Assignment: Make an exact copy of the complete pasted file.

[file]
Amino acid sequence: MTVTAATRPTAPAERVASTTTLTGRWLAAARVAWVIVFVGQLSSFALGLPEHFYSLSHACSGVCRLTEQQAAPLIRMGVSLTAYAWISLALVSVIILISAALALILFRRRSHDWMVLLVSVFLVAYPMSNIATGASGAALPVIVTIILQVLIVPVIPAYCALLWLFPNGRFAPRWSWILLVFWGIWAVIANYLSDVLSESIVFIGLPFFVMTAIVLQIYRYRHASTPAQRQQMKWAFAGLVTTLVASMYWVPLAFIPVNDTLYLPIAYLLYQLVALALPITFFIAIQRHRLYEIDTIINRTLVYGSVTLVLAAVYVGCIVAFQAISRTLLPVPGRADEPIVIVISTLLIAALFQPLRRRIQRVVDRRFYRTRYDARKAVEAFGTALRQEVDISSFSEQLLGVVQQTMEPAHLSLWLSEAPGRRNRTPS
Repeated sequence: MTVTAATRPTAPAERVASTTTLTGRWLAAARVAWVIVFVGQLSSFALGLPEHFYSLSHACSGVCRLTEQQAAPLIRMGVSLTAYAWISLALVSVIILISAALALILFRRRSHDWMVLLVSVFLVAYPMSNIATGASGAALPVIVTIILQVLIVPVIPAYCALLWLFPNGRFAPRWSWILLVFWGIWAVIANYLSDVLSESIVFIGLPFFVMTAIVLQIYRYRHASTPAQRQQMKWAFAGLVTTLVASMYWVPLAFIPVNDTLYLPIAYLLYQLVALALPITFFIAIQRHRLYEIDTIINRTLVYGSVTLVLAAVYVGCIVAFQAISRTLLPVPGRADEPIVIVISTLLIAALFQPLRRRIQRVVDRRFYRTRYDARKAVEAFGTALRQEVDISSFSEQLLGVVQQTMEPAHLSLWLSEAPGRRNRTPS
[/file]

Amino acid sequence: MTVTAATRPTAPAERVASTTTLTGRWLAAARVAWVIVFVGQLSSFALGLPEHFYSLSHACSGVCRLTEQQAAPLIRMGVSLTAYAWISLALVSVIILISAALALILFRRRSHDWMVLLVSVFLVAYPMSNIATGASGAALPVIVTIILQVLIVPVIPAYCALLWLFPNGRFAPRWSWILLVFWGIWAVIANYLSDVLSESIVFIGLPFFVMTAIVLQIYRYRHASTPAQRQQMKWAFAGLVTTLVASMYWVPLAFIPVNDTLYLPIAYLLYQLVALALPITFFIAIQRHRLYEIDTIINRTLVYGSVTLVLAAVYVGCIVAFQAISRTLLPVPGRADEPIVIVISTLLIAALFQPLRRRIQRVVDRRFYRTRYDARKAVEAFGTALRQEVDISSFSEQLLGVVQQTMEPAHLSLWLSEAPGRRNRTPS
Repeated sequence: MTVTAATRPTAPAERVASTTTLTGRWLAAARVAWVIVFVGQLSSFALGLPEHFYSLSHACSGVCRLTEQQAAPLIRMGVSLTAYAWISLALVSVIILISAALALILFRRRSHDWMVLLVSVFLVAYPMSNIATGASGAALPVIVTIILQVLIVPVIPAYCALLWLFPNGRFAPRWSWILLVFWGIWAVIANYLSDVLSESIVFIGLPFFVMTAIVLQIYRYRHASTPAQRQQMKWAFAGLVTTLVASMYWVPLAFIPVNDTLYLPIAYLLYQLVALALPITFFIAIQRHRLYEIDTIINRTLVYGSVTLVLAAVYVGCIVAFQAISRTLLPVPGRADEPIVIVISTLLIAALFQPLRRRIQRVVDRRFYRTRYDARKAVEAFGTALRQEVDISSFSEQLLGVVQQTMEPAHLSLWLSEAPGRRNRTPS